the bay area takes on big data

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California is a hotbed for big data innovation. Against that backdrop, the Bay Area Council recently welcomed some of the region’s brightest minds from across industries to a luncheon sponsored by member Experian for a discussion on how businesses and society can benefit most from the immense amount of data that exists today. The field of data science is a relatively new one, and there’s much to learn from sharing best practices across different types of enterprises.

The discussion was led by Craig Boundy, Experian North America CEO,  and Eric Haller, Global Head of Experian DataLabs. Here is a summary of the conversation.

Everyone in the room inherently understood the tremendous benefit big data can provide to society.

It’s commonly estimated that in just the past five years, more than 90 percent of data in the world has been generated. Experian continues to make considerable investments in data, innovation and technology to identify new ways to glean greater insights from this data. These insights have real world application that can help tens of thousands of Americans. Small businesses, for example, create nearly two-thirds of net new jobs in the United States and notoriously struggle to obtain loans to grow their business due to a perceived lack of data on their credit worthiness. Without access to credit these businesses aren’t able to expand and are often prevented from hiring more people.  Looking for a solution to this problem, our data scientists at Experian experimented with social media data and found an innovative way to help small businesses with credit verification through an advanced data analysis approach.

Boundy said he envisions many more ways we can unlock the power of data to transform our world tomorrow, not the least of which is in the realm of consumer credit. So many of life’s biggest moments are defined by money, including access to it, and the ability to borrow it. Yet, in the United States alone, 64 million people have no credit histories. This makes it hard to secure a loan to achieve their dreams. Around the world, millions more under-banked consumers are living on cash-only systems. Changing that means using data to build more detailed and accurate pictures of people’s financial lives so that people seeking access to credit hear “no” less often, and lenders can lend with confidence.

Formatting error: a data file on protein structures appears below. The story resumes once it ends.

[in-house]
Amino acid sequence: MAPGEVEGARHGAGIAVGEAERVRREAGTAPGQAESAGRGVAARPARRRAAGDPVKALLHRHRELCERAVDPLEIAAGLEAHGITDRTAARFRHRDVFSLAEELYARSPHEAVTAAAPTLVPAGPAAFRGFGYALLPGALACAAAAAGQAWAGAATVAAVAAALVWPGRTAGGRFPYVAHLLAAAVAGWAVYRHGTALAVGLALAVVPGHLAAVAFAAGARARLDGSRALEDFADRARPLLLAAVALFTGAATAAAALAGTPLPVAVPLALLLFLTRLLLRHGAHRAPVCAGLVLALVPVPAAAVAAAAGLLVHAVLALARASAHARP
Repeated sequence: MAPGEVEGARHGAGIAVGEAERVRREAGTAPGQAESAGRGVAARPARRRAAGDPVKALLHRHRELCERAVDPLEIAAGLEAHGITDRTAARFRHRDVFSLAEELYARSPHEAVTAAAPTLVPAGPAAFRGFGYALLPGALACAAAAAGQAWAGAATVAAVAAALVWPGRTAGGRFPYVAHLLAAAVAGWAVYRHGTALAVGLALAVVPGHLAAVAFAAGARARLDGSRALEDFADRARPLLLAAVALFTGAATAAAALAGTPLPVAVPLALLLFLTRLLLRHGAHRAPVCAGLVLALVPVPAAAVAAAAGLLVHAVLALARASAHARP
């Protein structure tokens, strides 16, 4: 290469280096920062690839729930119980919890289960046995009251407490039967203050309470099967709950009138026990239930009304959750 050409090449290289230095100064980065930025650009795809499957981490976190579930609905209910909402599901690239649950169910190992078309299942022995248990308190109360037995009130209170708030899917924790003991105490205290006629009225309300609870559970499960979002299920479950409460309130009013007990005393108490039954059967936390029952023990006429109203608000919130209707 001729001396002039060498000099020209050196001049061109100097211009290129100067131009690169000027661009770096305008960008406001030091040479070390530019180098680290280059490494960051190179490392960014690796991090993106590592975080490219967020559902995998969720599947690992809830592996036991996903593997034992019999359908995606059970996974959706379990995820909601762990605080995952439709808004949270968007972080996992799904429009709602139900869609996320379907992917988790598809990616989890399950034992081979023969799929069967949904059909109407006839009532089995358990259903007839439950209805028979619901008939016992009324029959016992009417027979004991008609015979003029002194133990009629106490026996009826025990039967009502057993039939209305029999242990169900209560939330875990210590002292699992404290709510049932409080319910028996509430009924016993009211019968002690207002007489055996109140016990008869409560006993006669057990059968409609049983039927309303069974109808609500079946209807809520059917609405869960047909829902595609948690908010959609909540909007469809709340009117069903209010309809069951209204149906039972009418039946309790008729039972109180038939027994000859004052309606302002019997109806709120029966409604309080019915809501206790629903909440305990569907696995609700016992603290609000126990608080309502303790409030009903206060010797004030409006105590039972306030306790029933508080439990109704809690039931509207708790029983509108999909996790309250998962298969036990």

To capitalize most effectively on these and other opportunities for big data, a key theme emerged from the Bay Area Council discussion. Across the board, we need greater consistency in the way we collect and analyze data.

As various industries have been embracing big data at a rapid pace – estimates anticipate a 50% increase in big data and business analytics software revenues over five years – there hasn’t been time to formalize a set of standards that enable different data collection and analysis systems to “talk” to each other. That’s particularly evident in the healthcare industry, where electronic health records have elevated medical practice, yet the multiple systems available lack interoperability. Without such uniformity, it is difficult to draw high-level conclusions applicable in a number of situations.

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